Risk is something that people try are cautious of everyday – the risk of hurting themselves, the risk of financial ruin, the risk of offending someone.

But there comes a point when if a person is too wary of risk, they end up negatively impacting their quality of life.

Which brings the question – does taking risks make people’s lives better?

This is definitely seen in aged care, where choice can be taken from some in an effort to protect them from risks – and without that choice and autonomy, their lives start to deteriorate.

There’s a concept known as “dignity of risk” in health care – which is about respecting an individual’s autonomy and self-determination to make choices for themselves.

The concept means that all adults have the right to make their own choices about their health and care, even if carers and nurses, or even family members believe these choices endanger the person’s health or lifespan.

Professor Ibrahim said it was an important topic to explore, particularly in the context of aged care.

“Dignity of risk is about choosing how you want to live your life,” said Professor Ibrahim.

“It’s about understanding that even if the choices go wrong and hurt you, the pleasure they bring can make it worthwhile.”

“Towards the end of life we are more concerned with quality of life rather than length of life, but the risks of something going wrong tends to be greater.”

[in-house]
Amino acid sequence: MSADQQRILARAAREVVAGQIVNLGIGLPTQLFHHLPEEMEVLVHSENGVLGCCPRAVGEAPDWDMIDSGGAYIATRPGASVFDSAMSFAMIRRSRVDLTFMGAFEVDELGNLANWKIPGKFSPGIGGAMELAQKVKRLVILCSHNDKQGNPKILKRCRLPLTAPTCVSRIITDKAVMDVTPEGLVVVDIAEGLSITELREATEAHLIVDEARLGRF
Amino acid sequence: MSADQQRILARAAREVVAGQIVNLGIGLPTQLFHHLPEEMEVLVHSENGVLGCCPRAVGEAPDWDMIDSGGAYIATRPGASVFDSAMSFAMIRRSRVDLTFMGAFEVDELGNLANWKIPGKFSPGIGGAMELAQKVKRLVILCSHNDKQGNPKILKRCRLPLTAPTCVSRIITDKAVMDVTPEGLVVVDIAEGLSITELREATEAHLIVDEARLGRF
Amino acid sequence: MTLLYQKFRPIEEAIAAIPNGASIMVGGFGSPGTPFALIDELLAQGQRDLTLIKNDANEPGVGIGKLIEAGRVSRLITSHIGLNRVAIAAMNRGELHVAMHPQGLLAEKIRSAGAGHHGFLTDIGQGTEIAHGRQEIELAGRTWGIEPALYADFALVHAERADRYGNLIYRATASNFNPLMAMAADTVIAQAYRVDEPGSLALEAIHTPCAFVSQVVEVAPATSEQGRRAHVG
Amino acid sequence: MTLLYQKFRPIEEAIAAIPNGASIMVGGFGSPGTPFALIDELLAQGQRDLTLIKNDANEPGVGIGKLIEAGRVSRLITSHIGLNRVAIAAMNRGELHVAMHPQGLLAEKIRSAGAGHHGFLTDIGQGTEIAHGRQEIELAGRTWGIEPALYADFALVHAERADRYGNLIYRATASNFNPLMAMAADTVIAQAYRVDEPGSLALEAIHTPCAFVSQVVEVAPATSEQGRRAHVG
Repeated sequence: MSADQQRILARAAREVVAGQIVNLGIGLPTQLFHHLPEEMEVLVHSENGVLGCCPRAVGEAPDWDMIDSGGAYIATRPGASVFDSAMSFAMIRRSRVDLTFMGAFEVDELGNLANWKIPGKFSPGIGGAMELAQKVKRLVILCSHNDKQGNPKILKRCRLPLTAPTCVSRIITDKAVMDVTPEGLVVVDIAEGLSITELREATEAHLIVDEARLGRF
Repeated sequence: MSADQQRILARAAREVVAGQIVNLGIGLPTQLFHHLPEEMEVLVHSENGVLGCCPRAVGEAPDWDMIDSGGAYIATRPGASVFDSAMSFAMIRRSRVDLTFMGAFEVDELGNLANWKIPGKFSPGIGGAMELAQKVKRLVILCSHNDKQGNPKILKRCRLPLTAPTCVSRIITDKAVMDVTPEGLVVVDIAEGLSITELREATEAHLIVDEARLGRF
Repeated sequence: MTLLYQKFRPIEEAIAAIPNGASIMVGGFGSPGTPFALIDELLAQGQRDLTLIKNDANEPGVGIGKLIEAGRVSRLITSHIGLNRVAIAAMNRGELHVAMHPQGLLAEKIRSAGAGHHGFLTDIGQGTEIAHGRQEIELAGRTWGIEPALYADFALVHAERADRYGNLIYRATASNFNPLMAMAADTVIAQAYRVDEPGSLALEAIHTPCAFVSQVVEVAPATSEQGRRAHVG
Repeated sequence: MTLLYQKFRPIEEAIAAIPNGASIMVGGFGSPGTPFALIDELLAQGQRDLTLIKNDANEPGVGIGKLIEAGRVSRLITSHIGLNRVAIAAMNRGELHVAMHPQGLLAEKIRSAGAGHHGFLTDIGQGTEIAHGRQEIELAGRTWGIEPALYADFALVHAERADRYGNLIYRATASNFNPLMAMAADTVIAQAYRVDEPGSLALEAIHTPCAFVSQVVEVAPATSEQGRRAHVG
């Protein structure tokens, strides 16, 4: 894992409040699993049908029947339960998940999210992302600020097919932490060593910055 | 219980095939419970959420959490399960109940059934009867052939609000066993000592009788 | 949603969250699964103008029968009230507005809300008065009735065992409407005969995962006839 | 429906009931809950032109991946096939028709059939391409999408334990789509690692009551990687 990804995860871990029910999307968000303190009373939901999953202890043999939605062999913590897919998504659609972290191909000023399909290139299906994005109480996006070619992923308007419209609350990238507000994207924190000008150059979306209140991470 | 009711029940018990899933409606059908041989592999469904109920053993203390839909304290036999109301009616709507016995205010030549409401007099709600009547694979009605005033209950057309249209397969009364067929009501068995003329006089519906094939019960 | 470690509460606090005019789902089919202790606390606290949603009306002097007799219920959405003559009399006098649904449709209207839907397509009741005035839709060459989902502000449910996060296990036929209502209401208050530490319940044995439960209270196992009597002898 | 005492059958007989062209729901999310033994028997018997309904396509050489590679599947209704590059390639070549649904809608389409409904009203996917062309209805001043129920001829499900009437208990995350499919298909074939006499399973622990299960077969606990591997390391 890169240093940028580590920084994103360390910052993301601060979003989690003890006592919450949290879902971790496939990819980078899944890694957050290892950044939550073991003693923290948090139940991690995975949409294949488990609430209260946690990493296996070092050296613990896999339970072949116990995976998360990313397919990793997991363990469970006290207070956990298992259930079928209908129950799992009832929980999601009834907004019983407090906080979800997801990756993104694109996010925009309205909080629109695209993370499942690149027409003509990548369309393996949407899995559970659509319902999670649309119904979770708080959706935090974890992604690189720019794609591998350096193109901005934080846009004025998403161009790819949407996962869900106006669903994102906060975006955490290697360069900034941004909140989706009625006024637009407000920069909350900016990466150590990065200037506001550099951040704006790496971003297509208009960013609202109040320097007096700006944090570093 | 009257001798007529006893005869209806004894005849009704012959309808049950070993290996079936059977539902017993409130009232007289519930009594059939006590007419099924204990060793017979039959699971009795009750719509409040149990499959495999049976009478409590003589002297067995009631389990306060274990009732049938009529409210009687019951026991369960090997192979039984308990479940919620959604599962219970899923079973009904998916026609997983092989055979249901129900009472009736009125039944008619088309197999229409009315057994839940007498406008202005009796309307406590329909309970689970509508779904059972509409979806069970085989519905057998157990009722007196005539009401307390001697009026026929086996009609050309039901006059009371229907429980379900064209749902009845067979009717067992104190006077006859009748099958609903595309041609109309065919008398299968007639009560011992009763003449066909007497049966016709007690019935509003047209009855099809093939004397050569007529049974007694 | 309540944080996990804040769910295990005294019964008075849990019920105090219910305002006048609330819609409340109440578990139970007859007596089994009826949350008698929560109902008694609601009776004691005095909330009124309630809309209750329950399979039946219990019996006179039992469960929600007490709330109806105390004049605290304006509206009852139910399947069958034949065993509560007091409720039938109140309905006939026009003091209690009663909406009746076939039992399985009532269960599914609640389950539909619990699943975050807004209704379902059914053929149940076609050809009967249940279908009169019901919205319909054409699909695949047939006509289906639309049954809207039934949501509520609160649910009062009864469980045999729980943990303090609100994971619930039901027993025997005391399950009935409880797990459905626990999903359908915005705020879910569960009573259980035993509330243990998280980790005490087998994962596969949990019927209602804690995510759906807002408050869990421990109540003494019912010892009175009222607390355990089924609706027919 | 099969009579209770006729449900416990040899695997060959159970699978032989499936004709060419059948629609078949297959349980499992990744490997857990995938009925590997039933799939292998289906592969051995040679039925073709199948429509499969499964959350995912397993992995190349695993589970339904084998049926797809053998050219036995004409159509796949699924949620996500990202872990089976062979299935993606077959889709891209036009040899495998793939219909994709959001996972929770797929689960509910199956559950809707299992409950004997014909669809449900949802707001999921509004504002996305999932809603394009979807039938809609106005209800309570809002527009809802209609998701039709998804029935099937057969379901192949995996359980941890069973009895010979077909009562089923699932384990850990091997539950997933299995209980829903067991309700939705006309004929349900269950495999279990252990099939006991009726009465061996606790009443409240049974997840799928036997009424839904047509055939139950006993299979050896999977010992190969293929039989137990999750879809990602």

“This leads to society being overprotective and depriving older people of the joy of hazardous activities.”

One of the challenges when it comes to the “dignity of risk” is that caregivers are not adequately prepared. They fear things going wrong, which is understandable, but in the bigger picture of a person’s quality of life not helpful.

If a person wishes to walk outside, do some gardening by themselves or eat certain foods because it makes them happy, and they fully understand that there is a risk of falling and choking and have taken that on in their decision making – then it is suggested that there should be no reason to stop them from doing what they want.

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Things get a little bit more complicated in an aged care setting as there are potential legal ramifications should things go wrong.

Benetas CEO Sandra Hills said the organisation was proud to be facilitating the discussion which would challenge typical conversations around ageing.

“As an advocate for older people, we want to generate awareness of what the real issues are for older people in a way that is meaningful and respectful,” said Ms Hills.

“Exploring the ‘Dignity of Risk’ is particularly relevant for us as an aged care provider, as we consider how we can honour an older person’s right to choose, while maintaining their safety as best as possible.”

“Managing the risk of choice, particularly in the current landscape of consumer directed care, is a very complex issue for providers but it’s an important one.”

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